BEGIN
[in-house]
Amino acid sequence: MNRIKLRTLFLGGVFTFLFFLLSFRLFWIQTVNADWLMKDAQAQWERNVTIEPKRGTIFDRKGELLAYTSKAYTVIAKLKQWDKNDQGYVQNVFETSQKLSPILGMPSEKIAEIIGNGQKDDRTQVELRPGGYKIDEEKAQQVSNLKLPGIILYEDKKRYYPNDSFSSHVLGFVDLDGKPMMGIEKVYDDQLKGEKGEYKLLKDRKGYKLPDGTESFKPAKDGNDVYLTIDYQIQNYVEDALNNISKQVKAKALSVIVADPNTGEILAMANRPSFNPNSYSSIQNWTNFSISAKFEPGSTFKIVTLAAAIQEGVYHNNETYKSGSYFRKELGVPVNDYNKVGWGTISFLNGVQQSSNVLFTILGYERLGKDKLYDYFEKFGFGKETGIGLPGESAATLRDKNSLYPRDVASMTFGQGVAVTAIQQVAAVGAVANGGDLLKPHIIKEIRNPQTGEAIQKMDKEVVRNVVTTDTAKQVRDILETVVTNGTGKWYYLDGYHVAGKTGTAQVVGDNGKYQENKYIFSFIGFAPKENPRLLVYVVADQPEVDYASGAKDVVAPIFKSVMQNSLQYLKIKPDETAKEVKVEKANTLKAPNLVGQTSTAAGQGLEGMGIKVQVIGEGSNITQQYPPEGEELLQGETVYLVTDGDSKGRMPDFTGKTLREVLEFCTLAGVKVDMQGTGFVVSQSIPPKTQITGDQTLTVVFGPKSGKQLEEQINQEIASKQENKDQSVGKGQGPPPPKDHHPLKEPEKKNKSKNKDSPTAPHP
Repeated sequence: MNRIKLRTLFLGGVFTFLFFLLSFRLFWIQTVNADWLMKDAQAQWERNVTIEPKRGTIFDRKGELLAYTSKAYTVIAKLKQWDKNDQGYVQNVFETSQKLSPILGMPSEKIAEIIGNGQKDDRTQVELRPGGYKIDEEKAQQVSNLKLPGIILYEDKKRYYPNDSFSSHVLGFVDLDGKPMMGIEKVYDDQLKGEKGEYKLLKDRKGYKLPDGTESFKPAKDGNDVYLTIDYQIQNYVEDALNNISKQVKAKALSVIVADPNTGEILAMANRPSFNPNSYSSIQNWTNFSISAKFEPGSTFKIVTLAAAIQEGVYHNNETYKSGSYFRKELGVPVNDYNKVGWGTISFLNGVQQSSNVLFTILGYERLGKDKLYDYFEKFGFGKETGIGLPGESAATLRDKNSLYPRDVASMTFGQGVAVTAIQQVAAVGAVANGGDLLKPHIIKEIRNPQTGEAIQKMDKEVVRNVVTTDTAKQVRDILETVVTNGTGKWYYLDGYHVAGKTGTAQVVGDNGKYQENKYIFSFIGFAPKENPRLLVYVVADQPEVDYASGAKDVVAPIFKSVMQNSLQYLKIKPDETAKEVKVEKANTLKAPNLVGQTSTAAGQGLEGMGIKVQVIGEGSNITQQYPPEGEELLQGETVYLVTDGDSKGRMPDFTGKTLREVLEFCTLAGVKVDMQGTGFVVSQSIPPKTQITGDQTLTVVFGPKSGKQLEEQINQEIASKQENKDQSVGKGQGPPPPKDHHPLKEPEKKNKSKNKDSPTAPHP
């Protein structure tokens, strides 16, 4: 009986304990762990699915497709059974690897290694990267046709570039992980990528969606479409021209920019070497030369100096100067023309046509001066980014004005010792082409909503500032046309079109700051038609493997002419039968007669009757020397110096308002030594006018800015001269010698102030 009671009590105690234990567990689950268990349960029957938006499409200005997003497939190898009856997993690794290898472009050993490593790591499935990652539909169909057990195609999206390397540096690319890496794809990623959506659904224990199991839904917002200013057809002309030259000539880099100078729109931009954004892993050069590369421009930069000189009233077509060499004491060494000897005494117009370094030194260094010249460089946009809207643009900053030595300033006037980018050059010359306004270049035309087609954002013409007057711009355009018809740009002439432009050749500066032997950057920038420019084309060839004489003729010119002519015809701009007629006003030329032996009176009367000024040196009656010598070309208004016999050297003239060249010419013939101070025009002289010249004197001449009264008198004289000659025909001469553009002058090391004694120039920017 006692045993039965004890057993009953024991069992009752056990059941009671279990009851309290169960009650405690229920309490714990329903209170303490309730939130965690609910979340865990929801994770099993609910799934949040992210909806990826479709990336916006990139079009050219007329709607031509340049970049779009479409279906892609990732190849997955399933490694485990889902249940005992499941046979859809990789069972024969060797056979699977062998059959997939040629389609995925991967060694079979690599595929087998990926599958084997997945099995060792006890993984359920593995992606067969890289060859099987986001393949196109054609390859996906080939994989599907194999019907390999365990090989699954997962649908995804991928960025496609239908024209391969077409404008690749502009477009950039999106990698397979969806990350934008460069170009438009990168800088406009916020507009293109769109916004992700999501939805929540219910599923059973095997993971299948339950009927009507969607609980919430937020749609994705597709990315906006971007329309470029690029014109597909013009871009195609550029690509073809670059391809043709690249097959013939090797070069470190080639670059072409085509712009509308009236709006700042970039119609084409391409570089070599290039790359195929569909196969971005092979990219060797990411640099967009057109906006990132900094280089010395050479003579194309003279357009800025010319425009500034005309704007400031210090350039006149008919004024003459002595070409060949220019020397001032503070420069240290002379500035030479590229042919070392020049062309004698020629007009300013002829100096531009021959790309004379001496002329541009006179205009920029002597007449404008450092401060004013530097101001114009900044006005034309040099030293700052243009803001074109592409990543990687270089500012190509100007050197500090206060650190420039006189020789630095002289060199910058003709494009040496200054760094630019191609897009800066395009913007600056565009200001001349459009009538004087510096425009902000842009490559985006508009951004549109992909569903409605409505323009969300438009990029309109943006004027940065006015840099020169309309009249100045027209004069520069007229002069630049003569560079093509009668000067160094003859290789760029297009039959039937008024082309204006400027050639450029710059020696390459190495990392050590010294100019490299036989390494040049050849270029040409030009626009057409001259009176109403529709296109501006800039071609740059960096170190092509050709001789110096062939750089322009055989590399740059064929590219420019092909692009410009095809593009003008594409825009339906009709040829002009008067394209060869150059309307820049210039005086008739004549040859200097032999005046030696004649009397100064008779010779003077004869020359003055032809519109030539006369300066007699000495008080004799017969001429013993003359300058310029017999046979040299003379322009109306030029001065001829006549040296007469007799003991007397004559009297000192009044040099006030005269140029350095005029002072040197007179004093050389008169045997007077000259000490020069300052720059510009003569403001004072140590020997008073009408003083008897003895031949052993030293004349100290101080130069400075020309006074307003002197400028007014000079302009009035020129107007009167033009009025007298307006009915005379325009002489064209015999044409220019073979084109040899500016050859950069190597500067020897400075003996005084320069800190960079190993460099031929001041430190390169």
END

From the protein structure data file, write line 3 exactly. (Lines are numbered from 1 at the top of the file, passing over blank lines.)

Repeated sequence: MNRIKLRTLFLGGVFTFLFFLLSFRLFWIQTVNADWLMKDAQAQWERNVTIEPKRGTIFDRKGELLAYTSKAYTVIAKLKQWDKNDQGYVQNVFETSQKLSPILGMPSEKIAEIIGNGQKDDRTQVELRPGGYKIDEEKAQQVSNLKLPGIILYEDKKRYYPNDSFSSHVLGFVDLDGKPMMGIEKVYDDQLKGEKGEYKLLKDRKGYKLPDGTESFKPAKDGNDVYLTIDYQIQNYVEDALNNISKQVKAKALSVIVADPNTGEILAMANRPSFNPNSYSSIQNWTNFSISAKFEPGSTFKIVTLAAAIQEGVYHNNETYKSGSYFRKELGVPVNDYNKVGWGTISFLNGVQQSSNVLFTILGYERLGKDKLYDYFEKFGFGKETGIGLPGESAATLRDKNSLYPRDVASMTFGQGVAVTAIQQVAAVGAVANGGDLLKPHIIKEIRNPQTGEAIQKMDKEVVRNVVTTDTAKQVRDILETVVTNGTGKWYYLDGYHVAGKTGTAQVVGDNGKYQENKYIFSFIGFAPKENPRLLVYVVADQPEVDYASGAKDVVAPIFKSVMQNSLQYLKIKPDETAKEVKVEKANTLKAPNLVGQTSTAAGQGLEGMGIKVQVIGEGSNITQQYPPEGEELLQGETVYLVTDGDSKGRMPDFTGKTLREVLEFCTLAGVKVDMQGTGFVVSQSIPPKTQITGDQTLTVVFGPKSGKQLEEQINQEIASKQENKDQSVGKGQGPPPPKDHHPLKEPEKKNKSKNKDSPTAPHP